Daddy reading a book before Lights Out

As our little girl struggles to get into bed, Daddy entices her to sleep with a bedtime story and a good-night kiss before lights out. But we see our little protagonist tossing and turning gently in her pillow and we see her approaching Momma, asking for a glass of water (sounds familiar, anyone?)

This page alone could engender so much discussion with your own child or your own set of students

We see some tough love going on with the mommy and child with the above illustration and my own nine year old could relate to this very well. In fact, she sees herself as the little girl as she reads through the entire book. But if counting sheep doesn’t work and a glass of water (or milk) did not help, then you go running to the other parent whom you know would not be able to resist your female guiles: your daddy.

I love how the little girl's feet just stuck into the father's back - her tiny arms clutching the father's body - you must have done something good in your life to be held like that by someone so pure and so innocent

The father, exhausted after an entire day of what adults usually do during the day – fell asleep even before our young girl could snooze quietly into dream land. And so, she leaves her father be, sidles up to her mommy who is comfortably seated in the couch, quietly reading a book. And our little girl reads a book too, as the mommy looks on – and falls asleep before her child does. This just generated so much laughter between me and my nine year old, it must be quite a familiar sight.

This little girl's parents must have extremely tiring jobs - couldn't wake up in the morning - and falling asleep before their child at night. Any guesses as to what their professions must be????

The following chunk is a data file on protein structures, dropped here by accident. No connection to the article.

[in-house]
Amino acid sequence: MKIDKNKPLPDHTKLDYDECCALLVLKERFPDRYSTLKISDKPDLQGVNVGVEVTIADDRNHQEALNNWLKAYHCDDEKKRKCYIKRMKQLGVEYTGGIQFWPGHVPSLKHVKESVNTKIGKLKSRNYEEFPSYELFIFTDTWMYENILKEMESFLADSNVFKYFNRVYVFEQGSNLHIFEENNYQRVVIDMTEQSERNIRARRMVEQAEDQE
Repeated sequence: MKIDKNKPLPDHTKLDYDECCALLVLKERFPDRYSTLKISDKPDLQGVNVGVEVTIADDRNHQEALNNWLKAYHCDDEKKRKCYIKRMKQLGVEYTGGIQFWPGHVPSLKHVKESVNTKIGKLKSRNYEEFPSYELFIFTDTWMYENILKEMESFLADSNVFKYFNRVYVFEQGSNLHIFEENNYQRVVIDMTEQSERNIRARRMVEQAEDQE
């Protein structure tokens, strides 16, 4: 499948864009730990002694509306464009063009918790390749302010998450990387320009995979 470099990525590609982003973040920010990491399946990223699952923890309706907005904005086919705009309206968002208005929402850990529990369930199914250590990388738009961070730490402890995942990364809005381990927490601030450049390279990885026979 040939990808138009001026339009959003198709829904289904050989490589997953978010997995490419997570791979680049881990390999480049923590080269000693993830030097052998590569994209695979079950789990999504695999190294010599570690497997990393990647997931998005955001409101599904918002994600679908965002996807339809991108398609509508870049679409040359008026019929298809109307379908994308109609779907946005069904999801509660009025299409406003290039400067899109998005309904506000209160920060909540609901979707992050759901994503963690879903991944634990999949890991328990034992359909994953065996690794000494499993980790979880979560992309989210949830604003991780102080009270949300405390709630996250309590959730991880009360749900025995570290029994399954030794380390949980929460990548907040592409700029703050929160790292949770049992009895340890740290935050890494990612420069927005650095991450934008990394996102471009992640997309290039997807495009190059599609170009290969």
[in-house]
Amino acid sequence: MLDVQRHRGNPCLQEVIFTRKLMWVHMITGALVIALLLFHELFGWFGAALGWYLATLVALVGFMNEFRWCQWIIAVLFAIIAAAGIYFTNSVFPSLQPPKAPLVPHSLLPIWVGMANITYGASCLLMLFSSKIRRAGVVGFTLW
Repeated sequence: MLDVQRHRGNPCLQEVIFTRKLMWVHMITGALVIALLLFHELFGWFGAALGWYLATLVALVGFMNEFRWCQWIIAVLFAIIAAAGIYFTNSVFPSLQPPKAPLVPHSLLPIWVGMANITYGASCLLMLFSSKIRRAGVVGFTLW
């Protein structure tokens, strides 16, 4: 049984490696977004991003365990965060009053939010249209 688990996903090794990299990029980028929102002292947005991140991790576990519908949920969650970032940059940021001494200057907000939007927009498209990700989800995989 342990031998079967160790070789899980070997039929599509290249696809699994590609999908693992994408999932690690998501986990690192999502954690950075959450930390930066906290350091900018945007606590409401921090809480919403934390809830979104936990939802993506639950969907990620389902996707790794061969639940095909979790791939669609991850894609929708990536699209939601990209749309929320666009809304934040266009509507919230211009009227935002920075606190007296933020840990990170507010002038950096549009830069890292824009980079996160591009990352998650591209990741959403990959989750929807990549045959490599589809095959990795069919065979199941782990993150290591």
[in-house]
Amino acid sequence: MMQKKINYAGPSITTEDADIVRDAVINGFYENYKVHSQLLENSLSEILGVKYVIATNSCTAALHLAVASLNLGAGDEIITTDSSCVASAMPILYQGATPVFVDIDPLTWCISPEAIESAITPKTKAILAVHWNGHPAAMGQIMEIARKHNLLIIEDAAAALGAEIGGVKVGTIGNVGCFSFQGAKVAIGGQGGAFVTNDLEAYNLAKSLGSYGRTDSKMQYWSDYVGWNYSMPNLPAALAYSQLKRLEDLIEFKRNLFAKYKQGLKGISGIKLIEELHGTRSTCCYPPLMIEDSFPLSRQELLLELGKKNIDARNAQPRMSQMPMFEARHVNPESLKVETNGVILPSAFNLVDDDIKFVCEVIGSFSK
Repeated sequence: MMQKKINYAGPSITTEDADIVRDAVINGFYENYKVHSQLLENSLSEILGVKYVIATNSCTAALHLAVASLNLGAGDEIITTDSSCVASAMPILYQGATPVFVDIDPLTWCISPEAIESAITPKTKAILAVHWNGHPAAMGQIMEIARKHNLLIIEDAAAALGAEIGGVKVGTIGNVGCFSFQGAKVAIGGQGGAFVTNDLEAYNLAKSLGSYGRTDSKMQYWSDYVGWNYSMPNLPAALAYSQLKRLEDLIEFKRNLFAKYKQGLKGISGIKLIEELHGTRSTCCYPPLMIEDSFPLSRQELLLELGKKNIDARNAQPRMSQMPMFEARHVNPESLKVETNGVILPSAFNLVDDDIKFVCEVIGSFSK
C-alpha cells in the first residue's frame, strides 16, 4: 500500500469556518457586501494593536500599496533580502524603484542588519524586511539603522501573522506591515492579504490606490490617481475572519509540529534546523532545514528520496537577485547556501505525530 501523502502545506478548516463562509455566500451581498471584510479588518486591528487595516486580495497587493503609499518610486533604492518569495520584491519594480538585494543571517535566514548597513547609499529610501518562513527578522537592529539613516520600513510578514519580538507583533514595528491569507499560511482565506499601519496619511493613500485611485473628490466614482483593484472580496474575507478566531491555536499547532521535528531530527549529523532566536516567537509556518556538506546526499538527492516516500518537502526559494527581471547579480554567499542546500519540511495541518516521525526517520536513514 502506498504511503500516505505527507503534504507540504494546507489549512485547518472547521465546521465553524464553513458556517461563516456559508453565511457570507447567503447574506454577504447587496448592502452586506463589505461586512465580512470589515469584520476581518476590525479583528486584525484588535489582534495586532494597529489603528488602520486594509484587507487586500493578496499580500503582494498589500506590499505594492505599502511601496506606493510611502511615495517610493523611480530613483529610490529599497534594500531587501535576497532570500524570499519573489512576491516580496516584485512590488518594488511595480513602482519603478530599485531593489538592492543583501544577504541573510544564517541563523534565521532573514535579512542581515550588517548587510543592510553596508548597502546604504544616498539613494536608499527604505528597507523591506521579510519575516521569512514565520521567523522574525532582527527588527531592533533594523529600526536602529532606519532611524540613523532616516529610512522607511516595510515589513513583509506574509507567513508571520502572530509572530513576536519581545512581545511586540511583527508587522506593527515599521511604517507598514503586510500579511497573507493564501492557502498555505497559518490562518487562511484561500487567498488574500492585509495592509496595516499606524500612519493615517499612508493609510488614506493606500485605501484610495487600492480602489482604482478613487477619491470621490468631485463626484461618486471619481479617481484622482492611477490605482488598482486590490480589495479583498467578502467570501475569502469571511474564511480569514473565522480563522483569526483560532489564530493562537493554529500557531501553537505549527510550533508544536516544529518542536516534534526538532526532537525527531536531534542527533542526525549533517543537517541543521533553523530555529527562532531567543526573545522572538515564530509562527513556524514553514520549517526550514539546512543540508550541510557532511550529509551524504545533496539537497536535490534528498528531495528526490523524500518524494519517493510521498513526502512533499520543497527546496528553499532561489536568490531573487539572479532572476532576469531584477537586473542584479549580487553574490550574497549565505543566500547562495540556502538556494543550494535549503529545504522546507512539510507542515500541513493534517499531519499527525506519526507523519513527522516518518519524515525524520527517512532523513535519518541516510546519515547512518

About the Author. Jan Ormerod, in an interview conducted with her thirty years ago, shared that it was her own family and her daughter who inspired her beautiful water-color illustrations. Jan grew up in Western Australia but is said to live now in Uppingham, England (source here). In this website by Walker Books Australia and New Zealand she was described to draw compulsively as a child and went on to art school to study drawing, painting and sculpture. She was also said to have taught in secondary schools on enrichment programmes and lectured in teacher’s college and art schools.

PictureBook Challenge Update: 33/34 of 72

Sunshine by Jan Ormerod. Kestrel Books, Published by Penguin Books Ltd, Harmondsworth, Middlesex, England, 1981. Book borrowed from the NIE Library.

Moonlight by Jan Ormerod. Kestrel Books, Published by Penguin Books Ltd, Harmondsworth, Middlesex, England, 1982. Book borrowed from the NIE Library.

Myra is a Teacher Educator and a registered clinical psychologist based in Al Ain, United Arab Emirates. Prior to moving to the Middle East, she lived for eleven years in Singapore serving as a teacher educator. She has edited five books on rediscovering children’s literature in Asia (with a focus on the Philippines, Malaysia, India, China, Japan) as part of the proceedings for the Asian Festival of Children’s Content where she served as the Chair of the Programme Committee for the Asian Children’s Writers and Illustrators Conference from 2011 until 2019. While she is an academic by day, she is a closet poet and a book hunter at heart. When she is not reading or writing about books or planning her next reads, she is hoping desperately to smash that shuttlecock to smithereens because Badminton Is Life (still looking for badminton courts here at UAE - suggestions are most welcome).

14 comments on “Sun and Moon through a Child’s Eyes: Jan Ormerod’s “Moonlight” (1982) and “Sunshine” (1981) A 2-in-1 Special